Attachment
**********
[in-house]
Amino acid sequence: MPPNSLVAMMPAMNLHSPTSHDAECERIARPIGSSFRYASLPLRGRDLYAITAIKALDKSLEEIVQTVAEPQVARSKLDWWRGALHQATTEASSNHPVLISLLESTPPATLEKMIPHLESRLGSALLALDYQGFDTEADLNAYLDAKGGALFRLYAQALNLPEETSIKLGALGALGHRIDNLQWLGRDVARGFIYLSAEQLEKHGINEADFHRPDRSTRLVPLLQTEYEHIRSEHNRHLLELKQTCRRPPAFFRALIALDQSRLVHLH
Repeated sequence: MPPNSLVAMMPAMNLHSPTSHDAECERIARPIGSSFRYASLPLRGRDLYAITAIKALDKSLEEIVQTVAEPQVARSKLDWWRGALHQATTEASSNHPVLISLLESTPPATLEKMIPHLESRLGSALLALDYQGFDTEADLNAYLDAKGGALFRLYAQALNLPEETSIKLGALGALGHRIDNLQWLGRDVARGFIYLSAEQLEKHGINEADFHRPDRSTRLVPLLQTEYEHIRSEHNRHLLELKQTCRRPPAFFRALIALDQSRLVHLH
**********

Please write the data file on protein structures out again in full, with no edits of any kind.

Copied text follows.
[in-house]
Amino acid sequence: MPPNSLVAMMPAMNLHSPTSHDAECERIARPIGSSFRYASLPLRGRDLYAITAIKALDKSLEEIVQTVAEPQVARSKLDWWRGALHQATTEASSNHPVLISLLESTPPATLEKMIPHLESRLGSALLALDYQGFDTEADLNAYLDAKGGALFRLYAQALNLPEETSIKLGALGALGHRIDNLQWLGRDVARGFIYLSAEQLEKHGINEADFHRPDRSTRLVPLLQTEYEHIRSEHNRHLLELKQTCRRPPAFFRALIALDQSRLVHLH
Repeated sequence: MPPNSLVAMMPAMNLHSPTSHDAECERIARPIGSSFRYASLPLRGRDLYAITAIKALDKSLEEIVQTVAEPQVARSKLDWWRGALHQATTEASSNHPVLISLLESTPPATLEKMIPHLESRLGSALLALDYQGFDTEADLNAYLDAKGGALFRLYAQALNLPEETSIKLGALGALGHRIDNLQWLGRDVARGFIYLSAEQLEKHGINEADFHRPDRSTRLVPLLQTEYEHIRSEHNRHLLELKQTCRRPPAFFRALIALDQSRLVHLH